CM: There’s a range of factors that make it hard for our creative communities to flourish, one of which is Sydney’s affordable housing crisis. It is devastating to hear when artists are forced to move interstate or out of the city because they can’t afford to live and work here in Sydney. In the lead up to the Federal Election, we are working with the sector to demand action. And we continue to advocate to the NSW Government, who remain responsible for this critical issue.
The shortage and decline of affordable creative space is another critical challenge, exacerbated by the loss of suitable building stock (for example warehouses and factories) due to the pace of urban development. Existing building stock faces competing demands from uses that provide a higher financial return or other socially desirable purposes.
Where creative space and cultural facilities exist, they are not always serviced by adequate, late night public transport. It’s the 21st Century and our State Government needs to accelerate its public transport program to include late night services in the metropolitan area, and especially the inner city.
Increasingly our artists and creatives are bearing much of the risk and costs associated with cultural and creative activity, even though they are people least able to do so. This is proving to be increasingly unsustainable and is having significant impacts on artists’ incomes, wellbeing and physical and psychological health.
With some exceptions, there is a continuing lack of interest in, or understanding by, governments of all levels of the cultural and creative sector and the challenges it faces, let alone being willing to engage with or address them.
AP: Do you think an over reliance on technology-enabled connection and streaming services has had any affect on our nightlife?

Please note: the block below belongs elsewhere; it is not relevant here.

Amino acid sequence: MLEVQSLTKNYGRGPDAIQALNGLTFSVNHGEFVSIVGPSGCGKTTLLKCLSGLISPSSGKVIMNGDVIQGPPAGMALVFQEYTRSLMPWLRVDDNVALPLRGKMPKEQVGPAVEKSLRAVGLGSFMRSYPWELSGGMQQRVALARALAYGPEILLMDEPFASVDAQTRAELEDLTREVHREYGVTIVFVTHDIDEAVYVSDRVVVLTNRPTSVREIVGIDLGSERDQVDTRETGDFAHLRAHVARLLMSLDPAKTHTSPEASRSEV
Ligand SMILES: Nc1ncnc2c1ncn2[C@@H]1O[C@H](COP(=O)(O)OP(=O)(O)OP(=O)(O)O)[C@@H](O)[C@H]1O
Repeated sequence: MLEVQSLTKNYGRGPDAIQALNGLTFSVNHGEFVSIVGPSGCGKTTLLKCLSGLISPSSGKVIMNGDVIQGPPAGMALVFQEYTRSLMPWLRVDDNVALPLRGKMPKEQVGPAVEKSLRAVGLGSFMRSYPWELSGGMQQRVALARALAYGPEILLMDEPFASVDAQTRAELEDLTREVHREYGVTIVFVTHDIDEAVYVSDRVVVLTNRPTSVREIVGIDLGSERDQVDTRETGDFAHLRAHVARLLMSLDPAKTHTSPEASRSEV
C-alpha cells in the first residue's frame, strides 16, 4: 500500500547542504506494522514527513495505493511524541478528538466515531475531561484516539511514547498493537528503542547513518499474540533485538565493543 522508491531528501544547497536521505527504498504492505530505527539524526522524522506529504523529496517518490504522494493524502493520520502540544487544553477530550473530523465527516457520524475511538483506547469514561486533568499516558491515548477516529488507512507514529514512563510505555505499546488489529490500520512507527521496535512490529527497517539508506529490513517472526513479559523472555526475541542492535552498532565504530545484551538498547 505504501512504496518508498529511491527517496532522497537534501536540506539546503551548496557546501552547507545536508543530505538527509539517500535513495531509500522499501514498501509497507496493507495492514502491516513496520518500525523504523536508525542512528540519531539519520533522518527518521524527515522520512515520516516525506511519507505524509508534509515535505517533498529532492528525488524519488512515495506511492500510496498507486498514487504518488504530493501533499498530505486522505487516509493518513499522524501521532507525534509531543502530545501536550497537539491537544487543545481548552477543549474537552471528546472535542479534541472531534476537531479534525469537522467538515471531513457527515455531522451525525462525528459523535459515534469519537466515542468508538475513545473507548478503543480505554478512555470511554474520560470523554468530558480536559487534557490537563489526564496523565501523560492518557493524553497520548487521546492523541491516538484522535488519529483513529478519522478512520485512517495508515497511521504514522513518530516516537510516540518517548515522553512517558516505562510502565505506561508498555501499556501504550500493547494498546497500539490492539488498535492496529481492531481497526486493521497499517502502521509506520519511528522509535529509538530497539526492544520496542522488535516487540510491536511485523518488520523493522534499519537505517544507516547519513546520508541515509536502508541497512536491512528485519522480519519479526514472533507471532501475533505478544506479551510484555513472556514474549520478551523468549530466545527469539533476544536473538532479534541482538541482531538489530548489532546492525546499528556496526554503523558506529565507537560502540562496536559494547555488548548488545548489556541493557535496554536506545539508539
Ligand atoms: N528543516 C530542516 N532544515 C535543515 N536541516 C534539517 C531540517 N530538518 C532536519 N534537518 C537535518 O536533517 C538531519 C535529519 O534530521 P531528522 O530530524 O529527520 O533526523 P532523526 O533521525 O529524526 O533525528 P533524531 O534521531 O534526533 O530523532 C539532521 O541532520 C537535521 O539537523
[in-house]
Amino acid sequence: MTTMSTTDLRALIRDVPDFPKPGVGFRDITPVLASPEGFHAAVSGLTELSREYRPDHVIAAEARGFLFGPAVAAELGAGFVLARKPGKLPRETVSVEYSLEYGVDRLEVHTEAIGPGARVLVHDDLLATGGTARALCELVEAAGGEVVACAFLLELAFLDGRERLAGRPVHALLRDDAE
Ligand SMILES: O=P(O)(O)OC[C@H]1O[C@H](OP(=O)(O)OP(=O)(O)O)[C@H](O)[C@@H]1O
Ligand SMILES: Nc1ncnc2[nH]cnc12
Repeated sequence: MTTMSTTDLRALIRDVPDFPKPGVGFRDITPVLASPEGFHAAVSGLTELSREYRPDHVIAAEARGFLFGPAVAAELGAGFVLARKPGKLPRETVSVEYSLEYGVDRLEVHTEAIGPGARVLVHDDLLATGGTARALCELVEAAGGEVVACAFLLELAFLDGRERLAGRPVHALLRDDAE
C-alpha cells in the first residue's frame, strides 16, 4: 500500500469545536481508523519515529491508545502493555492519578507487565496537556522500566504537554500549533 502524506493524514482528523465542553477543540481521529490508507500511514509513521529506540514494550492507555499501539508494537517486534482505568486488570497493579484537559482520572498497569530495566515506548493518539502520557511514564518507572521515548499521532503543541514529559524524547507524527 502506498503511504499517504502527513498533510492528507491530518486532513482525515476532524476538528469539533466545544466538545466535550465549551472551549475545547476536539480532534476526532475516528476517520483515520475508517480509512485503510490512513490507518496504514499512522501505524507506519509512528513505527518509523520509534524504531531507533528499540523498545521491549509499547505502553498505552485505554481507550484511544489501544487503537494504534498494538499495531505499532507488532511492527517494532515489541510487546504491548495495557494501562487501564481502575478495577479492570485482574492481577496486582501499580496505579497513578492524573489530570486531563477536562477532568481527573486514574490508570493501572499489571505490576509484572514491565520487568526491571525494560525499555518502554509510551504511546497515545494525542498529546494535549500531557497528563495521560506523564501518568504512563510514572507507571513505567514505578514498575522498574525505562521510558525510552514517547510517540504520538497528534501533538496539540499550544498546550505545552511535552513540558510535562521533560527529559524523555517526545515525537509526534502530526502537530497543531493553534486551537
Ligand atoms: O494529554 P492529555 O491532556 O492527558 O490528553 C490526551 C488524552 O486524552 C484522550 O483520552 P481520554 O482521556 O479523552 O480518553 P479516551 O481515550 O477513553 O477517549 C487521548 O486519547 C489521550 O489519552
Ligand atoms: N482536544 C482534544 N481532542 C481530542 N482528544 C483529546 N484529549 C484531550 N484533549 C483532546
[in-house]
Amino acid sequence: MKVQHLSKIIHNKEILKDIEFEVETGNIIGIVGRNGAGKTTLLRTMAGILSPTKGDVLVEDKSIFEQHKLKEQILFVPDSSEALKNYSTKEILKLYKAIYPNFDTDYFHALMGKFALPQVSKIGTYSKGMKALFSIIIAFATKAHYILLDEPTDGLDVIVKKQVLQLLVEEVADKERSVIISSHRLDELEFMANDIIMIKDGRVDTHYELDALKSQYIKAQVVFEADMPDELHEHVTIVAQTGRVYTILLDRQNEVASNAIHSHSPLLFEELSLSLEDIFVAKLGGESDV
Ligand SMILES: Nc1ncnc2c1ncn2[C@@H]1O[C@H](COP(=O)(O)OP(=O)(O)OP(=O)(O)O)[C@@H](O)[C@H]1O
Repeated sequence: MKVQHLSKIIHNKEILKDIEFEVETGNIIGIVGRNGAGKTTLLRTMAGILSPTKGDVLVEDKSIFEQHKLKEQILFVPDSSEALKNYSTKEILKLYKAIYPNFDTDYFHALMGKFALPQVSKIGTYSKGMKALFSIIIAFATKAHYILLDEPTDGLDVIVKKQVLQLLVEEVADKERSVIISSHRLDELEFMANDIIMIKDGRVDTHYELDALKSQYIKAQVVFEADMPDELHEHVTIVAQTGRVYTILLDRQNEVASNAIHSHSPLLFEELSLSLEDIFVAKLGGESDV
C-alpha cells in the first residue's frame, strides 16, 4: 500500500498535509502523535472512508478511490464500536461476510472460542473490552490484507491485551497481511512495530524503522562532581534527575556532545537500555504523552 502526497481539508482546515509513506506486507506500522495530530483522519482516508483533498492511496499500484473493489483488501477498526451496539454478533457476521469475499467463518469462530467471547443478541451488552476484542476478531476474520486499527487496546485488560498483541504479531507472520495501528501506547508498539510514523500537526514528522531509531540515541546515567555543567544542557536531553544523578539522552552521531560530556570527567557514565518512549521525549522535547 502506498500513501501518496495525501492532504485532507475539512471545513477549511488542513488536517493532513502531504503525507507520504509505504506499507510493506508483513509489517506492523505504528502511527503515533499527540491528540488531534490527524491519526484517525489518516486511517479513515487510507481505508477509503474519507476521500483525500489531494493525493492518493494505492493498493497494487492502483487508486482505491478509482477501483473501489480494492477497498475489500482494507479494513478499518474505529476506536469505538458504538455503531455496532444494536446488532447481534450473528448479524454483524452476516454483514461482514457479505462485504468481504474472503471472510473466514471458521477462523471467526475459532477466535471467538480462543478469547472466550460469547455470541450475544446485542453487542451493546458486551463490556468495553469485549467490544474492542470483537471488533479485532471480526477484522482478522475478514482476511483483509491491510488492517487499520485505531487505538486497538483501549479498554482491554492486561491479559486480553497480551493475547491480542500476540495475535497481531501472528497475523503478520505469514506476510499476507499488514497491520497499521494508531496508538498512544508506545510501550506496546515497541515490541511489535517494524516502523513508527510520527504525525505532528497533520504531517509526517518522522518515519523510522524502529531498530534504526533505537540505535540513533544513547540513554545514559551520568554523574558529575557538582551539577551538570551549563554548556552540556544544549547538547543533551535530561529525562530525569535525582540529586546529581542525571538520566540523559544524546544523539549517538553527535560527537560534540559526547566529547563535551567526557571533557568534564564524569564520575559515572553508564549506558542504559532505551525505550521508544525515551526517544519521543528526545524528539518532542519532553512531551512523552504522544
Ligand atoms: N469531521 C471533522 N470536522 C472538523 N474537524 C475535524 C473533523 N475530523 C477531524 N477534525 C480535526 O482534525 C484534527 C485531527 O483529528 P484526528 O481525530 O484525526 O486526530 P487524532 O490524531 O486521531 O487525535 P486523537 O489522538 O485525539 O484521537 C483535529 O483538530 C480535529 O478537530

CM: People involved in Sydney’s nightlife tell me their greatest competitor is Netflix and other video on demand services. The arrival of television in Australia over 60 years ago had a similar impact.
Ultimately however people will always have the need to go out, socialise, be with other people and enjoy communal experiences. We need to support the businesses and venues who are operating in our city and doing great work to ensure these experiences are still available. Councillor Jess Scully, the co-chair of our Nightlife and Creative Sector Advisory Panel, likes to say: “Sydney’s nightlife isn’t dead, it’s just not where you left it.”
It’s no secret that Sydney’s nightlife has suffered at the hands of the lockout laws and our creative communities are struggling, but let’s not make this negative mantra a self-fulfilling prophecy. Visit your local small bar, go and see some live music, shop locally, support the amazing artists who we are so lucky to have in Sydney.
Sydney’s night-time economy employs over 35,000 people in 5,000 businesses, generating more than $4 billion for the NSW economy each year – it’s up to everyone to ensure this continues to grow.
The rise of streaming video on demand also presents us with significant opportunities, due to their insatiable demand for content. We need to ensure that Sydney and Australia can maximise these opportunities. Key to this is a strong, vital creative sector, and this is only possible by nurturing our seedbeds of culture – small theatres where our writers and actors can get their start and explore and develop their talent; workshops and studios to support our designers; and opportunities for filmmakers to experiment and grow.
Ultimately, we need to recognise and nurture our creative and nightlife ecology and the connections between its component parts. A debut performance in a small theatre in Darlinghurst could be the first step on the road to an Oscar win, or a tiny performance in a hotel cellar could lead to a Tony Award nomination. Australians like to celebrate the international success of our artists and performers, and we should equally celebrate and nurture the seedbeds that make this success possible.